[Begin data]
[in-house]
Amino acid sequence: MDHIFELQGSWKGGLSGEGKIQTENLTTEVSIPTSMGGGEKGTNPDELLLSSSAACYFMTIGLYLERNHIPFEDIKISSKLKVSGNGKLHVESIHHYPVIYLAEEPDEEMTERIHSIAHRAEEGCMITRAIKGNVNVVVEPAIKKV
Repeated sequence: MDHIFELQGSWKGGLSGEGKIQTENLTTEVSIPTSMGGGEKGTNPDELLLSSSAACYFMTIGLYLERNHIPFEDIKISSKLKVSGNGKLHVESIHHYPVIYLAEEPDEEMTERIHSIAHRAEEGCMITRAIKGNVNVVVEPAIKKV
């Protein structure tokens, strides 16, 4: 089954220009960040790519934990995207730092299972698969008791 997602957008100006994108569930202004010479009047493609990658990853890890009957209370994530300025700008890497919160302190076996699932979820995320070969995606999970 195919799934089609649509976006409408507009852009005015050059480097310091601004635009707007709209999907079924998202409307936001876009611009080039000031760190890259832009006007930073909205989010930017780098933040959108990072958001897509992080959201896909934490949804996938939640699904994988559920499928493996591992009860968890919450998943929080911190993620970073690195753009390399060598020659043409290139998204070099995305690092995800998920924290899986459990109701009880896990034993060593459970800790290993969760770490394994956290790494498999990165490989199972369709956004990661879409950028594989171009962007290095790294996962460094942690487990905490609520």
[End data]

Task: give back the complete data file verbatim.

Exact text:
[in-house]
Amino acid sequence: MDHIFELQGSWKGGLSGEGKIQTENLTTEVSIPTSMGGGEKGTNPDELLLSSSAACYFMTIGLYLERNHIPFEDIKISSKLKVSGNGKLHVESIHHYPVIYLAEEPDEEMTERIHSIAHRAEEGCMITRAIKGNVNVVVEPAIKKV
Repeated sequence: MDHIFELQGSWKGGLSGEGKIQTENLTTEVSIPTSMGGGEKGTNPDELLLSSSAACYFMTIGLYLERNHIPFEDIKISSKLKVSGNGKLHVESIHHYPVIYLAEEPDEEMTERIHSIAHRAEEGCMITRAIKGNVNVVVEPAIKKV
């Protein structure tokens, strides 16, 4: 089954220009960040790519934990995207730092299972698969008791 997602957008100006994108569930202004010479009047493609990658990853890890009957209370994530300025700008890497919160302190076996699932979820995320070969995606999970 195919799934089609649509976006409408507009852009005015050059480097310091601004635009707007709209999907079924998202409307936001876009611009080039000031760190890259832009006007930073909205989010930017780098933040959108990072958001897509992080959201896909934490949804996938939640699904994988559920499928493996591992009860968890919450998943929080911190993620970073690195753009390399060598020659043409290139998204070099995305690092995800998920924290899986459990109701009880896990034993060593459970800790290993969760770490394994956290790494498999990165490989199972369709956004990661879409950028594989171009962007290095790294996962460094942690487990905490609520």